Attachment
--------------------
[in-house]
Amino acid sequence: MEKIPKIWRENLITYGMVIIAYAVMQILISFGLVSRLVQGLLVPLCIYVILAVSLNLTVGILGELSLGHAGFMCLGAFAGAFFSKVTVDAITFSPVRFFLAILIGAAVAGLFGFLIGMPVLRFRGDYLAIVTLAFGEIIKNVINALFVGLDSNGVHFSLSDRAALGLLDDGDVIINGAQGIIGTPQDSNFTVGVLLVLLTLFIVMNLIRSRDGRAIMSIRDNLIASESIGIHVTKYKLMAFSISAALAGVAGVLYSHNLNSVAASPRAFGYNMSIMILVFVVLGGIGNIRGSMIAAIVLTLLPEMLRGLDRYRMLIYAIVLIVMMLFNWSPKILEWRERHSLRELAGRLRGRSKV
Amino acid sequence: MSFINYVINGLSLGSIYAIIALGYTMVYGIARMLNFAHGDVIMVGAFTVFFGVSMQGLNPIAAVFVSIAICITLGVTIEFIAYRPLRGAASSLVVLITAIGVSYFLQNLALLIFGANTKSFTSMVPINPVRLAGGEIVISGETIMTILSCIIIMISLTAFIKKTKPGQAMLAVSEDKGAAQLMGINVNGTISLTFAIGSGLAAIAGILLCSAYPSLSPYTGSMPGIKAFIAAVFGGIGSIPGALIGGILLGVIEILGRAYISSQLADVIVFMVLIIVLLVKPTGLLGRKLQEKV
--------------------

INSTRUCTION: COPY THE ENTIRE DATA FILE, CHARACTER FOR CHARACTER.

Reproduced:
[in-house]
Amino acid sequence: MEKIPKIWRENLITYGMVIIAYAVMQILISFGLVSRLVQGLLVPLCIYVILAVSLNLTVGILGELSLGHAGFMCLGAFAGAFFSKVTVDAITFSPVRFFLAILIGAAVAGLFGFLIGMPVLRFRGDYLAIVTLAFGEIIKNVINALFVGLDSNGVHFSLSDRAALGLLDDGDVIINGAQGIIGTPQDSNFTVGVLLVLLTLFIVMNLIRSRDGRAIMSIRDNLIASESIGIHVTKYKLMAFSISAALAGVAGVLYSHNLNSVAASPRAFGYNMSIMILVFVVLGGIGNIRGSMIAAIVLTLLPEMLRGLDRYRMLIYAIVLIVMMLFNWSPKILEWRERHSLRELAGRLRGRSKV
Amino acid sequence: MSFINYVINGLSLGSIYAIIALGYTMVYGIARMLNFAHGDVIMVGAFTVFFGVSMQGLNPIAAVFVSIAICITLGVTIEFIAYRPLRGAASSLVVLITAIGVSYFLQNLALLIFGANTKSFTSMVPINPVRLAGGEIVISGETIMTILSCIIIMISLTAFIKKTKPGQAMLAVSEDKGAAQLMGINVNGTISLTFAIGSGLAAIAGILLCSAYPSLSPYTGSMPGIKAFIAAVFGGIGSIPGALIGGILLGVIEILGRAYISSQLADVIVFMVLIIVLLVKPTGLLGRKLQEKV